Africa’s economic growth is projected to accelerate to 4.7 percent in 2014 and 5.0 percent in 2015, compared with an estimated growth of 4.0 percent last year, a UN report said on Tuesday.

In southern Africa, growth is projected to increase from 3.6 percent in 2013 to 4.2 percent in 2014, said the report titled “World Economic Situation and Prospects 2014.”

Growth prospects in Southern Africa are improving, largely because of projected increases in South Africa’s growth rate from 2.7 percent in 2013 to 3.3 percent in 2014, declining labor market unrest, increased investments, and rising mineral output, according to the report.

“Southern Africa is likely to attract increased foreign investment thanks to huge coal deposits and offshore gas discoveries in Mozambique, increased oil output in Angola, and the increased investment in the copper sector in Zambia and uranium mining in Namibia,” the report said.

In east Africa, growth is expected to increase from 6.0 percent in 2013 to 6.4 percent in 2014, said the report.

Real GDP growth in East Africa will benefit from several positive factors, including increased consumer spending in Kenya, increased consumption and investment in the natural gas sector in Tanzania, increased activity in construction, transport, telecommunications, financial services, exploration and construction in the burgeoning oil industry in Uganda, and improved agricultural and service sector growth spearheaded by the wholesale and retail trade sector performance in Ethiopia.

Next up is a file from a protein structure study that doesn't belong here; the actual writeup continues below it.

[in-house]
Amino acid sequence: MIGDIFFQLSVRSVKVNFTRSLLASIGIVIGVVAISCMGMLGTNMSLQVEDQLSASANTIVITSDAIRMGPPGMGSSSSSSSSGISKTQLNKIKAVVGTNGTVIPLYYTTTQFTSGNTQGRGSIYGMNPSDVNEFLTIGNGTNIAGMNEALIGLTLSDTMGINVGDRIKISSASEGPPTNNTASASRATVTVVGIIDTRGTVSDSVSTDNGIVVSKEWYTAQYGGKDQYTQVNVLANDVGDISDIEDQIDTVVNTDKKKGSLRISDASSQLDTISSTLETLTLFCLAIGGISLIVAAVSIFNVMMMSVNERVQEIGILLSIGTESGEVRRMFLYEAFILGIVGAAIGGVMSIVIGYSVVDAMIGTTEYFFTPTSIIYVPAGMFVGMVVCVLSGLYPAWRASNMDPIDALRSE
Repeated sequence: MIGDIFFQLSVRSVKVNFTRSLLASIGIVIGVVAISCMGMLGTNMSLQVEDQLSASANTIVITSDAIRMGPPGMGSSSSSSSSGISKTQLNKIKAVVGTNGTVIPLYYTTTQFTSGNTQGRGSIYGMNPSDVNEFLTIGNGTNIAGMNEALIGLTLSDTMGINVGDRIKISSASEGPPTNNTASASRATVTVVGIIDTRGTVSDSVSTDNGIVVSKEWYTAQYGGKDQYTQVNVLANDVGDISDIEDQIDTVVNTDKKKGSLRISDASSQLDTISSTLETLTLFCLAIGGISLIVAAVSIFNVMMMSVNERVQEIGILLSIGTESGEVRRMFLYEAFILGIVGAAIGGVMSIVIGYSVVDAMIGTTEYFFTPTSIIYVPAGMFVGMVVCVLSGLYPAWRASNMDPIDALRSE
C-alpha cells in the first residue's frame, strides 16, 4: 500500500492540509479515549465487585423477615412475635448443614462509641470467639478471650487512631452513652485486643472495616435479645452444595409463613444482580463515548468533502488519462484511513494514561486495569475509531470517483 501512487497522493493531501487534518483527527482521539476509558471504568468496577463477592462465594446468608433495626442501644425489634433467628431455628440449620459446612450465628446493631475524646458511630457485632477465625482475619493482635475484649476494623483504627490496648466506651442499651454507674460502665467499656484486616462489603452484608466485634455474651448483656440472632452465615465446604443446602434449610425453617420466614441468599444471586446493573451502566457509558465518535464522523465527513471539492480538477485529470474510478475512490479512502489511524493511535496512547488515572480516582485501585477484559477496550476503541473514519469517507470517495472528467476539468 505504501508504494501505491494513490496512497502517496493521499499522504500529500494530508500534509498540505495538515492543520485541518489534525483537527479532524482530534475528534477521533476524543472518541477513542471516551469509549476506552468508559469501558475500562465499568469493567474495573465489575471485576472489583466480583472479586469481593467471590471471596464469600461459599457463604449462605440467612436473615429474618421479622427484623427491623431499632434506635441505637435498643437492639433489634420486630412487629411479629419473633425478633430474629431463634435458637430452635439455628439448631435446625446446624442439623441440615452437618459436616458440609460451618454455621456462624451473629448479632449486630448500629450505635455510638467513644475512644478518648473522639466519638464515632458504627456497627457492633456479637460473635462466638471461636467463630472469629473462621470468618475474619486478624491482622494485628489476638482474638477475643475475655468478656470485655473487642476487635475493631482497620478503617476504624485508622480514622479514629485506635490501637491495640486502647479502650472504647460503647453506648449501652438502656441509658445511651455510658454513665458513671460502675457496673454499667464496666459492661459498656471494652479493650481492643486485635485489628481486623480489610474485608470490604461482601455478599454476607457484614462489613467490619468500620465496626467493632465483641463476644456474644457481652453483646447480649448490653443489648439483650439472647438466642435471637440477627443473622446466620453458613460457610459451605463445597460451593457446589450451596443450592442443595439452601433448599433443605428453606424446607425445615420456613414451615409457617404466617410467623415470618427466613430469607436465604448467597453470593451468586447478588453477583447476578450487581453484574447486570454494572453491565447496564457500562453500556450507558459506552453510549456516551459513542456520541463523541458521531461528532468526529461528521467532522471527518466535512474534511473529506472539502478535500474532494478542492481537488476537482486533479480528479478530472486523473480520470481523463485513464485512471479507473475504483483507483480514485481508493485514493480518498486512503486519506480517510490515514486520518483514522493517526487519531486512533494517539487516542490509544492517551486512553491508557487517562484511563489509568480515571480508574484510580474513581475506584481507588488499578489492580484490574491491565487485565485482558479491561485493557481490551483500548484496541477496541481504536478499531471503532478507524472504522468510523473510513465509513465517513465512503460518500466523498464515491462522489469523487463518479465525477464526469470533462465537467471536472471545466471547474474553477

The report also projected growth in north Africa at 3.3 percent in 2014, compared with 2.3 percent last year. Growth in west Africa is expected to increase from 6.7 percent to 6.9 percent in 2014, with continued investments in the oil and minerals sector, while growth in central Africa is expected to accelerate in 2014 to 4.8 percent from 4.2 percent in 2013.

The report said growth prospects in Africa are expected to be supported by improvements in the global economic and regional business environment, relatively high commodity prices, easing infrastructural constraints, and increasing trade and investment ties with emerging economies.

Other important factors for Africa’s medium-term growth prospects include increasing domestic demand and improvements in economic governance and management.

But the report noted that Africa’s recent growth is heavily driven by commodity production and exports, but remains far below the continent’s potential. Growth is still failing to translate into meaningful job creation and the broad-based economic and social development needed to reduce the high poverty and rising inequality rates in many countries.

Despite the expected robust growth prospects, some significant internal and external downside risks and uncertainties could derail progress in Africa, the report warned.

Moreover, a global economic slowdown would have a significant negative impact on Africa’s performance, the report noted.